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Darwin Correspondence Project

To H. E. Litchfield   16 February [1874?]1

Down, | Beckenham, Kent.

Feb 16th.—

My dear Henrietta

The subject is doubtful & obscure. In the marriage of cousins there is obviously danger from evils, possibly latent on both sides, being developed in the offspring. As far as mere consanguinity is concerned, judging from the analogy of animals, I shd. think no direct evil would follow from the marriage of cousins.2 Nevertheless I shd. quite expect that if all the offspring of cousins throughout England could be compared with the offspring from parents not related, that the latter would be somewhat superior in size, & vigour   On the other hand, my recent observations lead me to conclude that if two cousins had long lived at some distance from each other, & had consequently been exposed to somewhat different conditions of life, this would counterbalance any slight evil from their consanguinity.—3 I do not know of any reason whatever to lead to the belief that the marriage of cousins on male or female side would be more injurious, one than the other.— Double cousins, (i.e. from 2 brothers marrying 2 sisters) would of course be more nearly related than ordinary cousins, & I shd. expect that their offspring would tend to suffer more.— Under our present state of knowledge the injury from the increase of any bad tendency common to the family seems to me more to be feared than that from mere consanguinity; though the good effects of crossing distinct families I look at as great & undoubted.

Yours affectionately | Ch. Darwin

Footnotes

The year is conjectured from the possibility that Henrietta’s concern about cousin marriage was inspired by George Howard Darwin’s research (see letter from G. H. Darwin, 6 February 1874). The letter is written on a type of headed notepaper that CD used between January 1872 and November 1874. In 1872, Henrietta and her husband Richard Buckley Litchfield stayed with CD and Emma Darwin in a rented house in London from 16 February to 21 March (Emma Darwin (1904) 2: 254, Correspondence vol. 20, Appendix II).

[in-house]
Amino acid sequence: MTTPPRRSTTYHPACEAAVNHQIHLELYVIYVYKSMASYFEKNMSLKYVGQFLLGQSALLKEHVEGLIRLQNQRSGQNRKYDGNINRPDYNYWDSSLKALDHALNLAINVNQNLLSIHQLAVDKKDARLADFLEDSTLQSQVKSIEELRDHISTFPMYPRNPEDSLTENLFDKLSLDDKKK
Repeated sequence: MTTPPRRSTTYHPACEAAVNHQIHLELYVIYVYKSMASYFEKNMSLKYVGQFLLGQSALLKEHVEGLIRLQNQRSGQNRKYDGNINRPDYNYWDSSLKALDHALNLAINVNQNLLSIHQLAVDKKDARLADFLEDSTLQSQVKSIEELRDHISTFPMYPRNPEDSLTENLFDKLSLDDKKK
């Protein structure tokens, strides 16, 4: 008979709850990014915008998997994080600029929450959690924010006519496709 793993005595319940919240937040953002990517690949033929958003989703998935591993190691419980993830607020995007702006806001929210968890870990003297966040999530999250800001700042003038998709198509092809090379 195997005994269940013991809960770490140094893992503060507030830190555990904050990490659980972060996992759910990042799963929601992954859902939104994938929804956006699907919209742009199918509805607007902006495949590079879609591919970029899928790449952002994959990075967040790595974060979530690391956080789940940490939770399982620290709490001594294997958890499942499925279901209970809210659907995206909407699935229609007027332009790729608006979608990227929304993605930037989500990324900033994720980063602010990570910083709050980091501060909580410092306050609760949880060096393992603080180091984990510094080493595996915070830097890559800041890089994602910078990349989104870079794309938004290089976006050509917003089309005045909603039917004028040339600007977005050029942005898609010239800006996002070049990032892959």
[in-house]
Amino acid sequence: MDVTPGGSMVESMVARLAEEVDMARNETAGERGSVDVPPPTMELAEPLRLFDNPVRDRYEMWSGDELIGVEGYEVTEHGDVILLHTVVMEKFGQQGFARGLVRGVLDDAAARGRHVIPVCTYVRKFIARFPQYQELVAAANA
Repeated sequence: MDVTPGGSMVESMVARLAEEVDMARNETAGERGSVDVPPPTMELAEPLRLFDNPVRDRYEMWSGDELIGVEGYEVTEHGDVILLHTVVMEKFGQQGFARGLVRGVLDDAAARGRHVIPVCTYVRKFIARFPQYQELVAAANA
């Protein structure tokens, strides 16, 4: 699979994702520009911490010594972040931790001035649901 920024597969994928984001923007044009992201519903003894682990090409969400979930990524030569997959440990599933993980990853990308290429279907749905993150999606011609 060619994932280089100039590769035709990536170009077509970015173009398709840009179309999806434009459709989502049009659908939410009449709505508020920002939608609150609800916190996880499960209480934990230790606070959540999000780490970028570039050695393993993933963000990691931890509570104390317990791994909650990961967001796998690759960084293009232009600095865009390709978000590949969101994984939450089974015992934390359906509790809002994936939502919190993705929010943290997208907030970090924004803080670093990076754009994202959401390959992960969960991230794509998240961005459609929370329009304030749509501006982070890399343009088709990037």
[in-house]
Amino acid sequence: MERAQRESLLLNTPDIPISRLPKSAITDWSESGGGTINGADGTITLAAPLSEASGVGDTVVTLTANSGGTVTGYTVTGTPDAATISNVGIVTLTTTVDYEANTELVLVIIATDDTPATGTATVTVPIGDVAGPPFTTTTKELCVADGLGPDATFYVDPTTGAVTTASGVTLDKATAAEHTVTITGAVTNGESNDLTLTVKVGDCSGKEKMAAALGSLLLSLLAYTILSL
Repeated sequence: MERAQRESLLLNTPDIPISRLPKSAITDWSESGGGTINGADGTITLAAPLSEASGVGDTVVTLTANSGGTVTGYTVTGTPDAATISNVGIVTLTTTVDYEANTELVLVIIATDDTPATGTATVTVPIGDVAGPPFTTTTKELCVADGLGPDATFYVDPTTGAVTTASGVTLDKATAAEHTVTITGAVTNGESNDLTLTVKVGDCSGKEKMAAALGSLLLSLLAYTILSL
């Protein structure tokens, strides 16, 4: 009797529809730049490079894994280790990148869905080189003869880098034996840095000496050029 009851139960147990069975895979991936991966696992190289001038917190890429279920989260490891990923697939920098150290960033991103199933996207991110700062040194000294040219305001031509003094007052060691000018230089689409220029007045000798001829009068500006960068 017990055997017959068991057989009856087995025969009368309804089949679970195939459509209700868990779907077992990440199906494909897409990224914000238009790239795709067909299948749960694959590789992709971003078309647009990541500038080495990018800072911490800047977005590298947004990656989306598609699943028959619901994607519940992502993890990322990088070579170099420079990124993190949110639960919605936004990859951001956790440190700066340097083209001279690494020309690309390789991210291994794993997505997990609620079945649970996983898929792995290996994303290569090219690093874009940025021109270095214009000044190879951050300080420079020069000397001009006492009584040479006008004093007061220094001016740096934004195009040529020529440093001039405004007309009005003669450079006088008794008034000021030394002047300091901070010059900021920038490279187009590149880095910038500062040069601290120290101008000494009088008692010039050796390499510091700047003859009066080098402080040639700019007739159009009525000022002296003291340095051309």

CD discussed the advantages and disadvantages of the close interbreeding of domestic animals in Variation 2: 114–22; he discussed humans briefly in ibid., pp. 122–4.
CD may refer to his work crossing plants grown in different conditions (see, for example, Cross and self fertilisation, pp. 283, 443). In ibid, p. 461, he concluded, ‘From the facts given in this volume we may infer that with mankind the marriages of nearly related persons, some of whose parents and ancestors had lived under very different conditions, would be much less injurious than that of persons who had always lived in the same place and followed the same habits of life. Nor can I see reason to doubt that the widely different habits of life of men and women in civilised nations, especially amongst the upper classes, would tend to counterbalance any evil from marriages between healthy and somewhat closely related persons.’

Summary

On the "doubtful & obscure" subject of marriage of cousins, CD believes, that judging from the analogy of animals, no direct evil would follow from their marriage. He would, however, expect the offspring of unrelated parents to be somewhat superior in size and vigour. The injury from the increase of any bad tendency common to the family seems to CD more to be feared than mere consanguinity; "the good effects of crossing distinct families I look at as great & undoubted".

Letter details

Letter no.
DCP-LETT-8207
From
Charles Robert Darwin
To
Henrietta Emma Darwin/Henrietta Emma Litchfield
Sent from
Down
Source of text
The John Rylands University Library, The University of Manchester
Physical description
4pp

Please cite as

Darwin Correspondence Project, “Letter no. 8207,” accessed on 23 September 2019, https://www.darwinproject.ac.uk/letter/DCP-LETT-8207.xml

Also published in The Correspondence of Charles Darwin, vol. 22

letter